Fig. 6
figure 6

Histological assessment of mucosa thickness and fibrous tissue. (A) Hematoxylin and eosin staining of the wound on Day 3 and Day 7 in the sham group and groups treated with hTMSCs, Hydrogel, and Hydrogel + hTMSCs. Note that by Day 7 complete re-epithelialization and granulation tissue were apparent in the Hydrogel + hTMSCs group. (B) Histological assessment of fibrous tissue in tissue sections stained with MT. Collagen was observed in the areas where the ulcers formed in the hTMSCs and Hydrogel + hTMSCs groups on Day 7 (scale bar = 500 μm). (C) Measurement of the mucosal layer thickness indicates that oral ulcers treated with the hTMSCs and Hydrogel + hTMSCs were the thickest on Day 3. Only the group treated with Hydrogel + hTMSCs showed a significant difference from the Hydrogel and sham group on Day 7. (D) Quantified fibrous tissue (blue stained collagenous tissue) in all groups on Days 3 and 7 based on image analysis of Masson’s trichrome-stained sections. On Day 3, the stem cell treatment yielded the most fibrous tissue formation compared to the sham and the Hydrogel groups. By Day 7, the stem cell-treated group still showed higher fibrous tissue formation but was no longer significantly better than all other groups. P values are indicated as *P < 0.05, *P < 0.05, and **P < 0.01 by one-way ANOVA-Tukey’s multiple comparisons test (n = 4)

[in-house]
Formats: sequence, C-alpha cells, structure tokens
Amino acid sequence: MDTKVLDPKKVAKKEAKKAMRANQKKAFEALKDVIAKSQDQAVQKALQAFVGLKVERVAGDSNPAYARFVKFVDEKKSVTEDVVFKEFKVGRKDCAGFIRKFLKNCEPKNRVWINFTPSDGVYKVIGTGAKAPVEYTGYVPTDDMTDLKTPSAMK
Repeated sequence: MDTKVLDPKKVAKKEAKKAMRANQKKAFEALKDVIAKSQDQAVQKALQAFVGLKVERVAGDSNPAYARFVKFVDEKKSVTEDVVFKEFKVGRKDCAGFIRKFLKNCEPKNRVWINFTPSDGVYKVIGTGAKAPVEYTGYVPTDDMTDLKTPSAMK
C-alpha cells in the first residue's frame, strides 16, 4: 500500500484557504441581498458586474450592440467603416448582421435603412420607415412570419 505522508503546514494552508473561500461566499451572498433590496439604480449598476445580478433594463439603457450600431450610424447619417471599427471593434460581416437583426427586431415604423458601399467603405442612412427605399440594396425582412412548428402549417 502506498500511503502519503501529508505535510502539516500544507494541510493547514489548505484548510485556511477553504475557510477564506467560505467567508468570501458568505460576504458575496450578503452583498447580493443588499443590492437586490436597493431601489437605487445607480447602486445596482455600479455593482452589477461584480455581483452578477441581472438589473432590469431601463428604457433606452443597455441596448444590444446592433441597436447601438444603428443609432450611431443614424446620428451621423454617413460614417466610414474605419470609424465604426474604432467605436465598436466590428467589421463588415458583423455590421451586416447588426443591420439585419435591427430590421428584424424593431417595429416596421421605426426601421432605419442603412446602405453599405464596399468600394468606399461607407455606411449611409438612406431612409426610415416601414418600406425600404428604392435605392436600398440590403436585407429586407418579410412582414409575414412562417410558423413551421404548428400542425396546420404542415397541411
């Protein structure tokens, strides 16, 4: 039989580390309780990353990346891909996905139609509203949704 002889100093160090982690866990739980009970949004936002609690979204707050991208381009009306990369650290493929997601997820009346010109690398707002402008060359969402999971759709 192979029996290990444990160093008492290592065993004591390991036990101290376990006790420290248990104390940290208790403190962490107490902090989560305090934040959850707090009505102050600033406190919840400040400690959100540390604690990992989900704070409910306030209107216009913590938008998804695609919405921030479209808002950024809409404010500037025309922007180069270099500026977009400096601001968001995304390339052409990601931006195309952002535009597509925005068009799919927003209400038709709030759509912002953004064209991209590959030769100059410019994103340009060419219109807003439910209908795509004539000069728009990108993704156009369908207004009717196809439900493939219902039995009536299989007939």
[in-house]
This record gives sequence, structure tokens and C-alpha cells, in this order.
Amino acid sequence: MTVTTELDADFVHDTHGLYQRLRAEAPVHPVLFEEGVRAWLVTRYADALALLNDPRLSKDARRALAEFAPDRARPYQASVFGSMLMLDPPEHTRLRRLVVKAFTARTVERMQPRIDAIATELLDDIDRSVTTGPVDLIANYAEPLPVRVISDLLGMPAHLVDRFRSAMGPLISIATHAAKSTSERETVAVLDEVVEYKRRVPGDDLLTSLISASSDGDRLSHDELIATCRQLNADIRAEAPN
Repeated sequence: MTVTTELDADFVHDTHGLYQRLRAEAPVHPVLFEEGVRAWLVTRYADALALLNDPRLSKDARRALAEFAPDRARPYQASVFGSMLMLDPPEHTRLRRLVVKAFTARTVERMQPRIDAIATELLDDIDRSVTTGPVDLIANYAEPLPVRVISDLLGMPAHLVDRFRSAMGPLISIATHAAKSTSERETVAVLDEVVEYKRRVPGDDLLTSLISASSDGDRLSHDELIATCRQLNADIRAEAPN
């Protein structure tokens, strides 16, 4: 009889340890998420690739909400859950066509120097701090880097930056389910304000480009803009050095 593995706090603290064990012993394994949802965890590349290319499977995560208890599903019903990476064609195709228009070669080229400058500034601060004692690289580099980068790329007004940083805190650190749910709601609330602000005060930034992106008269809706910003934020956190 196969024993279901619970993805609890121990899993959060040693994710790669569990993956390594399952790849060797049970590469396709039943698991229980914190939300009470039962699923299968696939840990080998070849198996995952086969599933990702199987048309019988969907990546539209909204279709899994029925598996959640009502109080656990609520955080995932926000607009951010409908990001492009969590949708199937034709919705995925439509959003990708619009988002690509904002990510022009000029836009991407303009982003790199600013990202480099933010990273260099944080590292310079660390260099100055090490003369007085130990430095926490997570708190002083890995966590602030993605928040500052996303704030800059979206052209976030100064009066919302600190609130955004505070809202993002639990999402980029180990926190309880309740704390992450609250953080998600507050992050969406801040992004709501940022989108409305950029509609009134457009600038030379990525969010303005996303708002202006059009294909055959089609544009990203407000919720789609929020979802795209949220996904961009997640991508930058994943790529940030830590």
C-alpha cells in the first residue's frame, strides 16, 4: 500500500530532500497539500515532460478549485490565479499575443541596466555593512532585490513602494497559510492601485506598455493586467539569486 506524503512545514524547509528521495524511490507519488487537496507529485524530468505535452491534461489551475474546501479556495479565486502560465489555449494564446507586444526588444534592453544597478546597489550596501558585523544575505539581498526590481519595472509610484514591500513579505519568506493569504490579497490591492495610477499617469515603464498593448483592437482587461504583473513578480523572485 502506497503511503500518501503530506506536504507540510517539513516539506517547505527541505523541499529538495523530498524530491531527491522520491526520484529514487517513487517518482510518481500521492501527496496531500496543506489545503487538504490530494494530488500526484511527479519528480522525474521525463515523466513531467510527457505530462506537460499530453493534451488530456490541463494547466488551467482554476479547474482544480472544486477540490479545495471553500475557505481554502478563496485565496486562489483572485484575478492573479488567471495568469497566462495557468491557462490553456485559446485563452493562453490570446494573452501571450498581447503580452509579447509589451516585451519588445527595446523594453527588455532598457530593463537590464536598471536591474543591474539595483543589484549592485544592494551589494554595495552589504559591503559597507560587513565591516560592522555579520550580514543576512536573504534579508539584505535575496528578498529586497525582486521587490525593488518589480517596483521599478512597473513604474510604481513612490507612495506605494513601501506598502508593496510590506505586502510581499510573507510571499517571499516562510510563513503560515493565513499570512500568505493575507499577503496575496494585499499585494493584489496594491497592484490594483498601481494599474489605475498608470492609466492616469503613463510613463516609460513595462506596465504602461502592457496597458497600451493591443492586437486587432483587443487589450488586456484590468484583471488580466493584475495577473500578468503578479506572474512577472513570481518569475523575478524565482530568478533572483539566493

IHC staining of neutrophils was performed to confirm the presence of inflammatory cells (Fig. 7A). The ulcer area was photographed and compared. On Day 3, it was most frequently observed in the hydrogel group; on Day 7, it was most frequently observed in the sham and Hydrogel group. The presence of neutrophils within the tissue samples from each treatment group was quantified via image analysis of the IHC-stained tissue sections. The results indicated that on day 3 post-treatment, the Hydrogel group contained significantly higher amounts of neutrophils than the stem cell and combined treatment groups. On Day 7, there was no significant difference among group treatments, with the combined treatment group showing the least neutrophil (Fig. 7B).

Fig. 7
figure 7

Confirmation of neutrophils expression to confirm inflammatory response. (A) IHC Staining for the measurement of neutrophil expression (Scale bar = 50µm). (B) Quantified neutrophil elastase expression in tissue sections based on image analyses. The Hydrogel-treated group showed significantly high neutrophil expression compared to the hTMSCs and Hydrogel + hTMSCs treated groups. No difference among groups was observed by Day 7. P values are indicated as *P < 0.05 by one-way ANOVA-Turkey’s multiple comparisons tests (number of images analyzed: n = 7)